A serious problem, with a simple solution?

Discussion in 'Mac Basics and Help' started by NaughtyNoNo, Aug 6, 2013.

  1. NaughtyNoNo macrumors newbie

    Aug 6, 2013
    This is my plea to the Macrumor Community:
    Please give me my Mac, back!!

    THE GAME PLAN!: I am grateful for any input, ideas, or suggestions.
    1. I intend to back up my external hard drive, using CrashPlanPRO (trial)
    2. Then, reformat the external HD to *clone my Mac's internal HD
    3. With all of my data safely stored on the external HD, I will perform a complete erase and install of the Lion OS, on the Mac's HD
    4. When all is said and done~ I can pick and choose what I need from the external HD -- namely, User folders (Applications, Music, Photos, etc)
    *I am not 100% what type of 'cloning' method I would use -- It seems that some options allow for straight up archiving, and others would make it so that there is nothing to do with the data besides use it in a restore attempt?​

    THE PROBLEM!!: ......just trying to keep calm, and carry on =/

    How can I install and use CrashPlanPRO without the use of finder?

    I have tried manually mounting the disk image:
    hdiutil mount CrashPlanPRO_3-1.5.3_Mac.dmg
    Then copying it to Applications,
    sudo cp -R /Volumes/CrashPlanPRO/CrashPlanPRO.app  /Applications
    This resulted in only an "uninstall" application showing up in the Launchpad, but no client to trigger the CrashPlan application to open.​
    I was also unable to open it manually in terminal, by taking shots-in-the-dark at what the client would be named >_>

    I also tried turning it on with:
    sudo launchctl load /Library/LaunchDaemons/com.crashplan.engine.plist
    sudo launchctl start com.crashplan.engine
    No such file, it says..

    It seems to me that if I could get CrashPlanPRO to open, and discover my external hard drive, that I am pretty much 'in the clear' at that point.
    So... any advice for getting me to that blessed point of step 2?

    DIRTY-DETAILS: the 'why' of where I'm at now.
    I started experiencing a "Finder Unexpectedly Quit"-loop, after my system mysteriously ran an update (I had explicitly asked my computer NOT to perform such updates).
    I also have no access to the majority of my applications; I have been in a pseudo-safe-mode [only able to run Safari to research the problem, and StickyNotes to take note of my findings].​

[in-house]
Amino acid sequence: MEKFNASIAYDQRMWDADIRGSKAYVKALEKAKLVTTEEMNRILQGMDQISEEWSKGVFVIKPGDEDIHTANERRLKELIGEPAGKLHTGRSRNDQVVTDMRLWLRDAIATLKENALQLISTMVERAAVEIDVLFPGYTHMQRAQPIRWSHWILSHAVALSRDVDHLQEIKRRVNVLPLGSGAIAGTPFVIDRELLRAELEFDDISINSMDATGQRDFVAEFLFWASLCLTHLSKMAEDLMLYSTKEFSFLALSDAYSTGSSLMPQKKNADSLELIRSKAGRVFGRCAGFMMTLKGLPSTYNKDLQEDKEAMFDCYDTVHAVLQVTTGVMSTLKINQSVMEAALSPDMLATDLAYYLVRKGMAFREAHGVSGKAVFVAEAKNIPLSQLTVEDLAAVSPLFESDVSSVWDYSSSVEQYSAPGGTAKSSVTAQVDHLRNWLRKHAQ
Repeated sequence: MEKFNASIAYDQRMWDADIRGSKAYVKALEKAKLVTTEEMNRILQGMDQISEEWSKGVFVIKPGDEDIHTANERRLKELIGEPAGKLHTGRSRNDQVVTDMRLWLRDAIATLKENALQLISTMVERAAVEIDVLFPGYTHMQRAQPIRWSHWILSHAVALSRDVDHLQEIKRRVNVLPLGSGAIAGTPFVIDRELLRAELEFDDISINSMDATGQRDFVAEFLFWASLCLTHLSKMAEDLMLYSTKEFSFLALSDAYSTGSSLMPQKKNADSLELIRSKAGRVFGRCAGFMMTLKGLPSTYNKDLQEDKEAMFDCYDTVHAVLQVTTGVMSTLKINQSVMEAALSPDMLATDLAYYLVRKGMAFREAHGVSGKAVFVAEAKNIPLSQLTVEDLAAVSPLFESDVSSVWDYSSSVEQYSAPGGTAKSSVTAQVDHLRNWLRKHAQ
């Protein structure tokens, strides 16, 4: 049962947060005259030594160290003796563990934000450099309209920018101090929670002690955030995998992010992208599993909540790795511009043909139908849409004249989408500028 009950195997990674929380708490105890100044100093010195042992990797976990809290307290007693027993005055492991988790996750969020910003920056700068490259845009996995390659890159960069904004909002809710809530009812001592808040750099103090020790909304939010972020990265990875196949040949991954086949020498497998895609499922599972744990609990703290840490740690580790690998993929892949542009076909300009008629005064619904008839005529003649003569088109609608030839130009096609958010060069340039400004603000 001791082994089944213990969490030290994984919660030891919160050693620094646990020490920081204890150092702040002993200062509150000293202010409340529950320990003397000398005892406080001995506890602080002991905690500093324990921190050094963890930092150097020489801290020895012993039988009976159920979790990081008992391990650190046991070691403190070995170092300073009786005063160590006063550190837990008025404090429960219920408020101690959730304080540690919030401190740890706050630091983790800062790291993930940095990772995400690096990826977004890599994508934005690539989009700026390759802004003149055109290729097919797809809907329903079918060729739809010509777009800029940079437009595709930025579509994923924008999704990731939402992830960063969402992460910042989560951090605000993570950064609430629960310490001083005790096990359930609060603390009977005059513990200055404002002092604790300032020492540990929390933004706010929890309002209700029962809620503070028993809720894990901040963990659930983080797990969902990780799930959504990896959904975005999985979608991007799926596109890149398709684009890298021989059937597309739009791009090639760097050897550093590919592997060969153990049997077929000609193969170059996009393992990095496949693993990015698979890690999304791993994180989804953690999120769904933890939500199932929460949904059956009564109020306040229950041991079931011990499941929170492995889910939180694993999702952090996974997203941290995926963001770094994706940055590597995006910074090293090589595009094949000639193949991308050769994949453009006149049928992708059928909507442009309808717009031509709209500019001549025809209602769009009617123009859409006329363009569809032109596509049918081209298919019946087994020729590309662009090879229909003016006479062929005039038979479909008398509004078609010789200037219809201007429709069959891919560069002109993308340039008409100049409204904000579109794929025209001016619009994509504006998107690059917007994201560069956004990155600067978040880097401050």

WHAT HAVE I DONE!?: just about anything I have come across that others have tried who were experiencing a similar issue.
    • Deleted the Finder.pref file
    • Deleted the Finder.savedState file
    • Created a new Admin account
    • Repaired permissions from the Recovery mode
    • Plenty of reboot's; one after each attempted solution
    • Uninstalled NTSF for Mac
    • Installed+Used Maintenance
    • Downloaded, but was unable to Use PathFinder
    (*may have omitted some small command line 'fixes', etc)

    --In the past, I was a fool; I have now learned the importance backing up your computer--
  2. NaughtyNoNo thread starter macrumors newbie

    Aug 6, 2013

    I posted this in desperation, but it really sounds like more of a specific issue of trying to install third-party software that should be brought up with their customer service, perhaps.

    I will leave my original post up, just in case anyone has anything to add, but tomorrow I will contact CrashPlan and see what advice they have for me.

    I am still looking forward to hearing back from any of you, however.
    Thank you for your time <3
  3. RedCroissant Suspended

    Aug 13, 2011
    Well I'm not sure how to do some of the things that you want, but if you know where the file is located and don't want to use the Finder, then change the directory to wherever the .dmg is stored and type "ls" in that directory. That should give you the file name of the .dmg and you should be able to go from there.
  4. Fishrrman macrumors G5


    Feb 20, 2009
    "I intend to back up my external hard drive, using CrashPlanPRO (trial)"

    Do this, and I predict you are going to LOSE EVERYTHING.

    The proper way to "back up" your internal drive:
    1. Buy an EXTERNAL drive
    2. Use CarbonCopyCloner or SuperDuper to create a bootable clone of the internal drive.
    3. Boot from the backup drive
    4. Do whatever you're going to do with the internal (install a completely clean version of the OS, etc.)
    5. Either use Migration Assitant to migrate your apps and account data back to the internal, or, do the file transfers manually.

    Confucius say:
    He who relies on CrashPlan, is going to end up with a big crash!
  5. Jrtesq macrumors member

    Aug 12, 2012
    CrashPlan generally gets good reviews around here. Have you had problems with it? I use CrashPlan in addition to my backups on external drives.

    Or are you just saying that CrashPlan should not be relied on when when doing a full erase/reinstall?

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